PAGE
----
In recent days, more people have taken to covering their faces, although it remains a scattershot strategy driven by personal choice. The government does not recommend it.
That may change. Officials at the Centers for Disease Control and Prevention are considering altering the official guidance to encourage people to take measures to cover their faces amid the coronavirus pandemic, according to a federal official who spoke on the condition of anonymity because it is an ongoing matter of internal discussion and nothing has been finalized.
How we know ending social distancing will lead to more deaths, in one chart
President Donald Trump already wants to pull back social distancing policies and guidances implemented in response to the coronavirus pandemic. But we know, based on the nation’s history with past outbreaks, what will happen if we do this too early: People will die.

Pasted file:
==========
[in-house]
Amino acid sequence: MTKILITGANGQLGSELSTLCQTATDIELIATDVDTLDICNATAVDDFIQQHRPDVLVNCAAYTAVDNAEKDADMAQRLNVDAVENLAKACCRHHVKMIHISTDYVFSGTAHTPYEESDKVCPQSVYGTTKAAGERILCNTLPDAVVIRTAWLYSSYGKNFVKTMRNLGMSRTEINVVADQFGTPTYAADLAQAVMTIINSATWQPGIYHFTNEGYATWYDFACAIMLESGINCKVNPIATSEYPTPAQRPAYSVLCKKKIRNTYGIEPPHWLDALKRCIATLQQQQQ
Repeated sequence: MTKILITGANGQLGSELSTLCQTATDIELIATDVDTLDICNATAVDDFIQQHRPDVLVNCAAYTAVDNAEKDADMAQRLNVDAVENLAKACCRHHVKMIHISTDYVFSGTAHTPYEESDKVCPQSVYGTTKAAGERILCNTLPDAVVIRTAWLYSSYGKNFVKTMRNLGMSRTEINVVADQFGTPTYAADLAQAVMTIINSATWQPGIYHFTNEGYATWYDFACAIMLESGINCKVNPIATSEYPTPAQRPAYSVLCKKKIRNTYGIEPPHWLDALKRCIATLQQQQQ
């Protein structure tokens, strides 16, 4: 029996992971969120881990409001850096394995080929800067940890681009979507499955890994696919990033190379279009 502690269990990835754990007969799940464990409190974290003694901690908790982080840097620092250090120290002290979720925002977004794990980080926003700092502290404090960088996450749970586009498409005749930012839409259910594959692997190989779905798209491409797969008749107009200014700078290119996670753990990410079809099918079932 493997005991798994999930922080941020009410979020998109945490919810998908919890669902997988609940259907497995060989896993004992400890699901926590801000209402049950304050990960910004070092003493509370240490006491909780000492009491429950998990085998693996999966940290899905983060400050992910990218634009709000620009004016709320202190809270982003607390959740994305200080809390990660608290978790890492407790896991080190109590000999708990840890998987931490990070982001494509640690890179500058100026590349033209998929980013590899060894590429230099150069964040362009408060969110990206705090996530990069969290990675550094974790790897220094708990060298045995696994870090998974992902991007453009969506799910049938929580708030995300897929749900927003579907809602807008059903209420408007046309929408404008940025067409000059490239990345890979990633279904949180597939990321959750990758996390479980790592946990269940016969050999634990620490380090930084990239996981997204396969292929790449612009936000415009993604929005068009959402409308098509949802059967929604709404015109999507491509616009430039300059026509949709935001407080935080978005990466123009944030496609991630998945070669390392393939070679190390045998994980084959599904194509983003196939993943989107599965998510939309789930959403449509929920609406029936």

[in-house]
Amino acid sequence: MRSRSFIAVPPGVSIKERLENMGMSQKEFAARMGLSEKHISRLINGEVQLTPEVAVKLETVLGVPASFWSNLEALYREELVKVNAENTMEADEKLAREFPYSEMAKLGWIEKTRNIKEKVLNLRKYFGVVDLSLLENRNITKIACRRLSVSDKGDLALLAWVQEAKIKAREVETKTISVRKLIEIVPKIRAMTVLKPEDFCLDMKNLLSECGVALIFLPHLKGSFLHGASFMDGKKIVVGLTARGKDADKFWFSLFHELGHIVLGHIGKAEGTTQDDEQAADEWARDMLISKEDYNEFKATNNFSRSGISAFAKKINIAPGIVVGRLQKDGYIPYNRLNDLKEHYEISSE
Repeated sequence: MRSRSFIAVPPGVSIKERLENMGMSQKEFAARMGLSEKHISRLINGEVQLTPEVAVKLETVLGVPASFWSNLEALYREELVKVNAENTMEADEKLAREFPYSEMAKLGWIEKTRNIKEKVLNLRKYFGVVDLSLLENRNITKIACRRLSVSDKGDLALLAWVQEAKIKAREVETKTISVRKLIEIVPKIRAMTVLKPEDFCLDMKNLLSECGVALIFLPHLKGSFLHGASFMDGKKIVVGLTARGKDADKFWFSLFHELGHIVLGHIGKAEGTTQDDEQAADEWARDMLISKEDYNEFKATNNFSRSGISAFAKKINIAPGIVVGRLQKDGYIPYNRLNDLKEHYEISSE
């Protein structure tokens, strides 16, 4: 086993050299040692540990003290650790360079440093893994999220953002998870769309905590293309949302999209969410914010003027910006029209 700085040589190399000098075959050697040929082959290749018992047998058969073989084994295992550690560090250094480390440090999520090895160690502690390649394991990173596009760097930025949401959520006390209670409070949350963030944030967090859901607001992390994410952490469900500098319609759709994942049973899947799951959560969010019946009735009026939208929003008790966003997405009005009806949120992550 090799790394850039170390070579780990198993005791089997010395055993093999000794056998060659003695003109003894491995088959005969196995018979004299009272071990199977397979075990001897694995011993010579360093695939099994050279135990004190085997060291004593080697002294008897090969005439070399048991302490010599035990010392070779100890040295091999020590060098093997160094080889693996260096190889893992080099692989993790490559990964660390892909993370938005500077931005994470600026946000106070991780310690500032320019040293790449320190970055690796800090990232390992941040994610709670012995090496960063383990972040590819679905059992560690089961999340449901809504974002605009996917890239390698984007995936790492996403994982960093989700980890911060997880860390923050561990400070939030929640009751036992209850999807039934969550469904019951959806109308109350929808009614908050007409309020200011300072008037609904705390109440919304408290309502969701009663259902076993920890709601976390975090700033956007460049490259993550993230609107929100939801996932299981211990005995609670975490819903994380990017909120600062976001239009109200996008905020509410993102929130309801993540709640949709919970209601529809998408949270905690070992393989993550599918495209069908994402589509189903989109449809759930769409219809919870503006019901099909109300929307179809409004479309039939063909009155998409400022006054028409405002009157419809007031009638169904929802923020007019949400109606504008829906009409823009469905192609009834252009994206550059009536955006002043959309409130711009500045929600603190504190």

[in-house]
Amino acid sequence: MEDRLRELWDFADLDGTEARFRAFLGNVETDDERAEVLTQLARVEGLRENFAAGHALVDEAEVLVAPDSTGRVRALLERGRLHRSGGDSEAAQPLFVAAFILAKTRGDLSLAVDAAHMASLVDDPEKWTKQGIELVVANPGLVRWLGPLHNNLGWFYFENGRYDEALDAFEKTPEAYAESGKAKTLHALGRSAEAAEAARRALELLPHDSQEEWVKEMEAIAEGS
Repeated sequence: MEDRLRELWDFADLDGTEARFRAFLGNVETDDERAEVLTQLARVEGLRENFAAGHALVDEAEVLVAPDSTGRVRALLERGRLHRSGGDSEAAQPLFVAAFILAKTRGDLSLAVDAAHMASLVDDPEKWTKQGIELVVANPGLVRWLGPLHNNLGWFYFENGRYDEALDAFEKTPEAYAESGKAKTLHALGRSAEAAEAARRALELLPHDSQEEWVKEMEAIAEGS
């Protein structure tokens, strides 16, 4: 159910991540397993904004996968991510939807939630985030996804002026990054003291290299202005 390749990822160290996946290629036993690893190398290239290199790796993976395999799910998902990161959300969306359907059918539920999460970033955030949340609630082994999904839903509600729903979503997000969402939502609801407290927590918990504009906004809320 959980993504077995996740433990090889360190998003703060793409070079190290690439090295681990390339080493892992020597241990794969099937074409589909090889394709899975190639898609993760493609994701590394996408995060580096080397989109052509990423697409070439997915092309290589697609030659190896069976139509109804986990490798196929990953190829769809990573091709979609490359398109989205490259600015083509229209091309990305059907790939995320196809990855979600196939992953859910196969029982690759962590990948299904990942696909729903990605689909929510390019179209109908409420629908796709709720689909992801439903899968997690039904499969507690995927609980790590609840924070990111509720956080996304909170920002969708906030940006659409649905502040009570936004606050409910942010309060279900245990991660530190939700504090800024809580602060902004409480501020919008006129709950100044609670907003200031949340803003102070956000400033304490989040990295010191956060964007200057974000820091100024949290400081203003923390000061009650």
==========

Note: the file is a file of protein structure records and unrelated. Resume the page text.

In 1918, the world was ravaged by a horrible flu pandemic, which was linked to as many as 100 million deaths globally and about 675,000 deaths in the US. In response, cities across America adopted a variety of social distancing measures to combat the pandemic. Based on several studies of the period, these measures worked to reduce the death toll overall.
But many cities, also worried about the effects of social distancing on normal life and the economy, pulled back their social distancing efforts prematurely. When they did, they saw flu cases — and deaths — rise again.
Why You Shouldn't Go To Your Friend's House While Social Distancing
We get it: You’re bored at home this weekend and would love to see your friends or family members that live nearby, especially given how stressed you are in the wake of the coronavirus pandemic. You’re just one person, visiting a person or a handful of people you’re close to; how much could it hurt?
A lot, in fact. Health experts urge you: Out of an abundance of caution, stay home.